- Review your goals daily. There is an old saying, “Out of sight… out of mind.” If you do not keep your goals in front of you regularly, you will not stay focused. Come up with creative ways of keeping your goals in front of you… customized screen savers, notecards, bookmarks, etc.
- Eliminate stinking thinking. Proverbs 23.7 says, “As a man thinks in his heart, so is he.” The number obstacle to achieving your goals is your own faulty thinking. Attitude determines your altitude. If you are believing lies about yourself or about God, it will limit your ability to press forward and accomplish your goals. So, identify what Michael Hyatt calls “limiting beliefs” in your life and replace them with “liberating truths.” I like to find a Scripture verse or passage that counteracts each of the limiting beliefs that have taken root in my thinking.
- Don’t be afraid to fail and then restart. Don’t give up. Keep trying. In 2009 I set a goal to read 52 books in a year (1 per week). I failed miserably that year, only reading 11. The next year I set the same goal and only read 17. Year after year I set the same goal and year after year I fell short. But on my 8th attempt, in 2016, I finally succeeded and read 53 books that year (including the whole Bible).
BONUS: Plan for a reward for accomplishing your goal.
So, you failed with your resolutions? Take heart… sit down with a piece of paper and a pen or pencil. Talk to God about setting some goals… and go for it!
I’ve been talking a lot about goals in my recent messages on Sunday mornings and thought this talk by Tim Keller on the subject of risk is very relevant to the setting of goals:
A deeply moving family story captured with outstanding videography, music, and editing:
I lifted all the following from Justin Taylor’s blog and I pass it along to you:
An Afghan physiotherapist will be executed within three days for converting to Christianity.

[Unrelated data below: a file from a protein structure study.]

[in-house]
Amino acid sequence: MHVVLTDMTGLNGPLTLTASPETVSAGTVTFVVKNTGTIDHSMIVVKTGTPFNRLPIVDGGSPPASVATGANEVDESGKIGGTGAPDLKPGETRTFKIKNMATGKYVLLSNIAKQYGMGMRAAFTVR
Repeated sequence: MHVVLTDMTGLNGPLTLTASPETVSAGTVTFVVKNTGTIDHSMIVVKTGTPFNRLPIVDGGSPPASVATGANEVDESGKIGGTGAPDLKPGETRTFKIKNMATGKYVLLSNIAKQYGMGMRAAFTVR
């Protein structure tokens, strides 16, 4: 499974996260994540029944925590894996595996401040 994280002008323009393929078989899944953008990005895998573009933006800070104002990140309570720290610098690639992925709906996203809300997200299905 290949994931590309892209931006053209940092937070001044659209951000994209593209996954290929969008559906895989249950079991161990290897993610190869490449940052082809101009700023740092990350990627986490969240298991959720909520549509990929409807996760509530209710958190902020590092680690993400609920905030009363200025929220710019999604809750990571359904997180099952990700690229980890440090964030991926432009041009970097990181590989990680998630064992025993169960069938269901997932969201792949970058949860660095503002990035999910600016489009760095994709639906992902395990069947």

Said Musa, 45, has been held for eight months in a Kabul prison were he claims he has been tortured and sexually abused by inmates and guards.
Mr Musa, who lost his left leg in a landmine explosion in the 1990s, has worked for the Red Cross for 15 years and helps to treat fellow amputees.
He was arrested in May last year as he attempted to seek asylum at the German embassy following a crackdown on Christians within Afghanistan.
He claims he was visited by a judge who told him he would be hanged within days unless he converted back to Islam.
But he remains defiant and said he would be willing to die for his faith.
He told the Sunday Times: ‘My body is theirs to do what they want with.’
You can also read the Compass Direct News report, which begins:
An Afghani amputee in prison for his Christian faith since May will face a judge this Sunday (Nov. 21) without legal representation or knowledge of the charges against him, according to local sources.
Denny Burk suggests that if you have Twitter, you post one of the following:
Mr. President, speak wisely and boldly, in private if necessary, for Said Musa, imprisoned in Kabul. http://dsr.gd/ezR3jW @BarackObama
Update: A valid point by Paul Marshall:
If the actions of a Florida pastor who threatened to destroy a book holy to Muslims deserved public and presidential attention, then the actions of the Afghan government, ostensibly a ‘democratic’ ally, to destroy something holy to Christians, a human being made in the image of God, also deserve public and presidential attention.
I have previously recommended David Platt’s outstanding book, Radical. Below is a brief clip from Dr. Platt speaking (as a guest) at Cross Church of Springdale, Arkansas. It’s a good summary of his book.
Dear American Christian, how you respond to Platt’s message, either through the book or this video, reveals a lot about your brand of Christianity. Is your Christianity too influenced by the American materialistic mindset? How you respond to this critical message reveals a lot about the condition of your heart (Matthew 6:19-21).
You may actually be a Christian who claims to not to embrace the Health/Wealth gospel (aka prosperity gospel). But if you find yourself offended by Platt’s message or making excuses to get around it, you may need to probe your heart a little deeper…you may be more prosperity gospel than you care to admit.
On a side note, during David Platt’s message at this summer’s Pastor’s Conference, Matt Chandler (also on the program) tweeted that David Platt “preaches like he’s in pain and I’m grateful to God for him.” That’s funny. And true.